Feature Article - November 2008
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Versatile Venues

Collaborate to Bring More to Your Community

By Jessica Royer Ocken


Having partners—particularly those related to law enforcement—also enhances safety at a joint-use facility. The Modesto project will sit in a bit of a troubled neighborhood, and "it's great because the fire house is designed with the park as its front yard. The firefighters are around all the time. They'll look out as they're eating and relaxing, so it's a new set of eyes on the park," said Niskanen. The on-site police precinct will have a similar effect, as a "full set of police officers will be changing over three times a day. We'll have a built-in level of safety we've never had before."

But more—or at least equally—important for these collaborative projects is the improved use of the space the partnerships bring. The community center previously located on the Infinity Park rugby project's space "was not used very much," Vasani explained. "It didn't have the right amenities that constituents were looking for." When it came to revitalizing the space with a new facility, they were determined to remedy that situation. "If we had to build a large stadium that will be unoccupied for many hours of the day, to have a support facility next to it that functions on a daily basis as a community recreation center and doubles as a sports facility for large events"—the space will house amenities for fans on game day and rugby players will work out alongside members of the community in the fitness center—"that's killing two birds with one stone," Vasani said.

The police and fire departments will share park district meeting rooms at the park/city services complex, but Niskanen noted Modesto's long-standing parks and rec partnership with local schools as an even better example of maximizing space use. As a rule, parks are located near schools whenever possible, and "at the high school level, we try to design facilities with coordination," he explained. "Softball fields are built on the park side, and baseball fields on the school site, then the two get used based on school and community needs." In the case of a specialized facility, such as a competition swimming pool or multipurpose building with a gymnasium, "we have co-developed the cost of building those, and under that agreement the school uses them during the school year for competitions and PE classes, then we have them for lessons and recreation during the summer." And there's sharing during the school year as well, as the park district manages the multipurpose spaces during after-school hours. "So we get a higher level of use for our initial 50-percent investment in capital," said Niskanen.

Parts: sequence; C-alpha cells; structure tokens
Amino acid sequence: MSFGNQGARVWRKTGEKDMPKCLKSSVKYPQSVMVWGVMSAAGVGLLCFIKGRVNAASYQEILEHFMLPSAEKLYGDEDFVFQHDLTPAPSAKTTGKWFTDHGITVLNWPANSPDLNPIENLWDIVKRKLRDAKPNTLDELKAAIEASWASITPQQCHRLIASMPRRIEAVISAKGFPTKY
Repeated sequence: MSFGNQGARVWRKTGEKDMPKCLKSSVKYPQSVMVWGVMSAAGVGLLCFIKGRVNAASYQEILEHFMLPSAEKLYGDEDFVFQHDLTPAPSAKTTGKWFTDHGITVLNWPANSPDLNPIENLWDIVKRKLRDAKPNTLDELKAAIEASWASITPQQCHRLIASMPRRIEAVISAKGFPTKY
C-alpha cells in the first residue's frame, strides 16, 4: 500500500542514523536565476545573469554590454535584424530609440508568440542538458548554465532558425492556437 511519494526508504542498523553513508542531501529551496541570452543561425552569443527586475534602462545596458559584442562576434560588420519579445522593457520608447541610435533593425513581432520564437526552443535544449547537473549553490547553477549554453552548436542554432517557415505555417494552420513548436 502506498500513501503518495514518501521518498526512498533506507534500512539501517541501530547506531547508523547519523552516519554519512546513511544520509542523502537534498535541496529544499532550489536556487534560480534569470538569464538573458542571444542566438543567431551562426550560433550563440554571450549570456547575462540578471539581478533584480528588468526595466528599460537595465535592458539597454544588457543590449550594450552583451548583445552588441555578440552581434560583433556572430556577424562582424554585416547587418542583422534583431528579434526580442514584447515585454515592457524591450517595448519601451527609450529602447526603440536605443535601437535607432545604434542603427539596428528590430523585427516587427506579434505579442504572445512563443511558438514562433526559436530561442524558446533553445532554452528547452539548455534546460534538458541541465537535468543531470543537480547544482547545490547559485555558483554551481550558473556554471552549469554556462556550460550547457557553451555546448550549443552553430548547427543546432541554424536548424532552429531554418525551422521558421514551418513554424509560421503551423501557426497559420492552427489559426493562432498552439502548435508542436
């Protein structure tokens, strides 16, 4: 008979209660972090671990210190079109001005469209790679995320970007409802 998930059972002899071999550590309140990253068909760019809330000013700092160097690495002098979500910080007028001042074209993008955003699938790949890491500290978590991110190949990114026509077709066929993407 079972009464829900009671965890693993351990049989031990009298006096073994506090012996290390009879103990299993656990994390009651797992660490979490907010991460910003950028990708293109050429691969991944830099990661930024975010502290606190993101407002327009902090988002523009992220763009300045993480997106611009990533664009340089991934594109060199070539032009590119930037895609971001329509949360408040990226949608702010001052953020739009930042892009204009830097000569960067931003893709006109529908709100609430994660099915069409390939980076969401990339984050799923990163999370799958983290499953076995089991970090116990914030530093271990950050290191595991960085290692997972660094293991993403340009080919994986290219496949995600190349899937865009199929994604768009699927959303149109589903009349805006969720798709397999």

The way the joint-use building is designed can also be an added benefit to the partners involved. "We are finding that when you can integrate with other activities, the synergy between having those multiple uses converging in one venue makes a more attractive space and more successful venture," said Vasani. "It's much like an urban city—the downtown has multiple things to do, and that makes the core city an interesting place."

Practically speaking, having more than one activity in a particular location can help each organization "cross-pollinate" and gain new participants. "You've got certain users who come on a regular basis, and some come to see an indoor track event as a spectator," said Bob McDonald, a senior principal with OLC. "Then they're exposed to the recreation center. They see the activities and can be enticed to come back."

This situation works particularly well if the partners have constituent groups that wouldn't necessarily overlap—such as a hospital or other medical practice that joins a city or parks and recreation department to create a fitness center. "Members are made aware of the hospital group and what that brings to the community, and the community learns what's out there in terms of fitness," said Vasani.